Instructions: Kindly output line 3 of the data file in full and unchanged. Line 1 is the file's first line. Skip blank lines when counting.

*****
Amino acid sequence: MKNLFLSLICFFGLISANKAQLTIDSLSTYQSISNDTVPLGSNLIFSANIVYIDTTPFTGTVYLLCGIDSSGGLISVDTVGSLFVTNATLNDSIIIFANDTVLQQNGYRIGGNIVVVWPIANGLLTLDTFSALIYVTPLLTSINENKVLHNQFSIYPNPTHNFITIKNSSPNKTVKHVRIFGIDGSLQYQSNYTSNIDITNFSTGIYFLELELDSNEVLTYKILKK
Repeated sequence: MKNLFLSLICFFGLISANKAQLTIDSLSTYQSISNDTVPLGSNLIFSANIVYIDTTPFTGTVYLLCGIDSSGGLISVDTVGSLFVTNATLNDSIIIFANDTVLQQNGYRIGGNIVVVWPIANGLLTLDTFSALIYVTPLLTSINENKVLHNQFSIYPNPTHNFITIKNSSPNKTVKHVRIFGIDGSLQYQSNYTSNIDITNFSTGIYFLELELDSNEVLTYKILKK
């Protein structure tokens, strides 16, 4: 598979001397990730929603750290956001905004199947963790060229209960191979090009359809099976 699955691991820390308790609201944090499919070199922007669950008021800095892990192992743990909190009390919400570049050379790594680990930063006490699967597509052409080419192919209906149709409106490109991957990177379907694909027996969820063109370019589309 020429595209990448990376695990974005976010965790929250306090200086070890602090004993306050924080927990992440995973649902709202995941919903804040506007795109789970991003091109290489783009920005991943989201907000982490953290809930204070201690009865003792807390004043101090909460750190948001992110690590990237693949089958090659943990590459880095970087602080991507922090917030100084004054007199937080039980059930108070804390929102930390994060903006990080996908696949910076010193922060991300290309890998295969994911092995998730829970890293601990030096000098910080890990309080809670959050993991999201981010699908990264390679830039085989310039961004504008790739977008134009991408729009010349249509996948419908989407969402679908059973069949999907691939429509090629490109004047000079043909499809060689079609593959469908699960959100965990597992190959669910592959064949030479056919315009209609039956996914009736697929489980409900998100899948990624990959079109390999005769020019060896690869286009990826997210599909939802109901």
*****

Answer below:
């Protein structure tokens, strides 16, 4: 598979001397990730929603750290956001905004199947963790060229209960191979090009359809099976 699955691991820390308790609201944090499919070199922007669950008021800095892990192992743990909190009390919400570049050379790594680990930063006490699967597509052409080419192919209906149709409106490109991957990177379907694909027996969820063109370019589309 020429595209990448990376695990974005976010965790929250306090200086070890602090004993306050924080927990992440995973649902709202995941919903804040506007795109789970991003091109290489783009920005991943989201907000982490953290809930204070201690009865003792807390004043101090909460750190948001992110690590990237693949089958090659943990590459880095970087602080991507922090917030100084004054007199937080039980059930108070804390929102930390994060903006990080996908696949910076010193922060991300290309890998295969994911092995998730829970890293601990030096000098910080890990309080809670959050993991999201981010699908990264390679830039085989310039961004504008790739977008134009991408729009010349249509996948419908989407969402679908059973069949999907691939429509090629490109004047000079043909499809060689079609593959469908699960959100965990597992190959669910592959064949030479056919315009209609039956996914009736697929489980409900998100899948990624990959079109390999005769020019060896690869286009990826997210599909939802109901």